1. Here Comes the Competition.  Everything is influenced by global warming and regionally the 3 other cities (Beverly Hills Culver City and Los Angeles City) plus LA County all share our ground water basin. As MWD falters they will want our “cheap water” and nothing can stop them from drilling and purifying the same way we do. Our neighbor will become our competitor.  In short, we will have our own water war on our hands just like Montecito. This will increase the drawdown of our water table to possibly below rechargeable levels not to mention the possibility of salt water intrusion from the ocean. Now our entire dashboard is lit up.

Because we have so many visible water danger signs, and so little prudent margin for error, we need to slow down building, conserve more and find more sources of water. Ideally all three should be under consideration. If we don’t, nature will simply shut us down: she is tired of our ignoring her repeated warnings. Notice that Santa Monicans use over a 100 gallons/day while Australians (a very water conscious nation) use about 85 gallons per day. So the City’s conservation programs have some margin for improvement, but its limited. In other words, we will not be able to conserve our way to sustainability: already today we need new sources of water.

There are two obvious sources of water. First partially treated sewer water can be used in dual piped buildings and parts of the City where there is a grey water system in place to feed landscaping, parks etc. The City is already doing this by building the SWIP (Sustainable Water Infrastructure Project) next door to the courthouse.  That is essentially a sewer and storm water interceptor and partial treatment plant that should generate some margin of safety and buy us slightly more time to tackle the bigger supply problem.  Second, sea water could be desalinated with improved technology (the Santa Barbara desal plant  is 30 years old) to reduce its ecological costs. This would require several acres of land and could be built solely or jointly with other cities.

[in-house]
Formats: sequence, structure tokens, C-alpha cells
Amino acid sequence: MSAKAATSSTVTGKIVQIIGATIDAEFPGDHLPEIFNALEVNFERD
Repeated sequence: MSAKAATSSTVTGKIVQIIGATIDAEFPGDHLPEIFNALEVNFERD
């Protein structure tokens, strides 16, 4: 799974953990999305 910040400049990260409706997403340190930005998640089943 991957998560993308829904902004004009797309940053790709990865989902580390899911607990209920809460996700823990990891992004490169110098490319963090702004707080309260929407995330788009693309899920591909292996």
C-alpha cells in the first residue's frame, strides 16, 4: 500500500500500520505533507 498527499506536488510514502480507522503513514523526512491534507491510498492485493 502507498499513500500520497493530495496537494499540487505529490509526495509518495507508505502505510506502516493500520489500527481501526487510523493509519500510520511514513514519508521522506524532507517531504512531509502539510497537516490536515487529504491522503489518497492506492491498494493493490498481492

Finally there is some debate as to which is most effective, cost and ecology wise, a sewer treatment plant that purifies to drinking standards or a desalination plant that does the same? All options need to be investigated as our water rapidly vanishes. But all scenarios involve the allocation of land (in the right location) and money, lots of it. Already our water bills will double in the next 5 years. Because any of these options take time to develop, finance and build, and because we face the trauma of a Montecito situation in the immediate future, probably within the next decade, we need to make these  important decisions today: 

In a fully built-out city, where do you want to put the desalinization plant? 

By Mario Fonda-Bonardi for S.M.a.r.t Santa Monica Architects for a Responsible Tomorrow

Thane Roberts, Architect, Robert H. Taylor AIA, Ron Goldman FAIA, Architect, Dan Jansenson, Architect, Building and Fire-Life Safety Commission, Samuel Tolkin Architect, Mario Fonda-Bonardi, AIA, Planning Commissioner,

Marc Verville M.B.A, CPA (Inactive), Michael Jolly, AIR-CRE. 

For previous articles see

in Opinion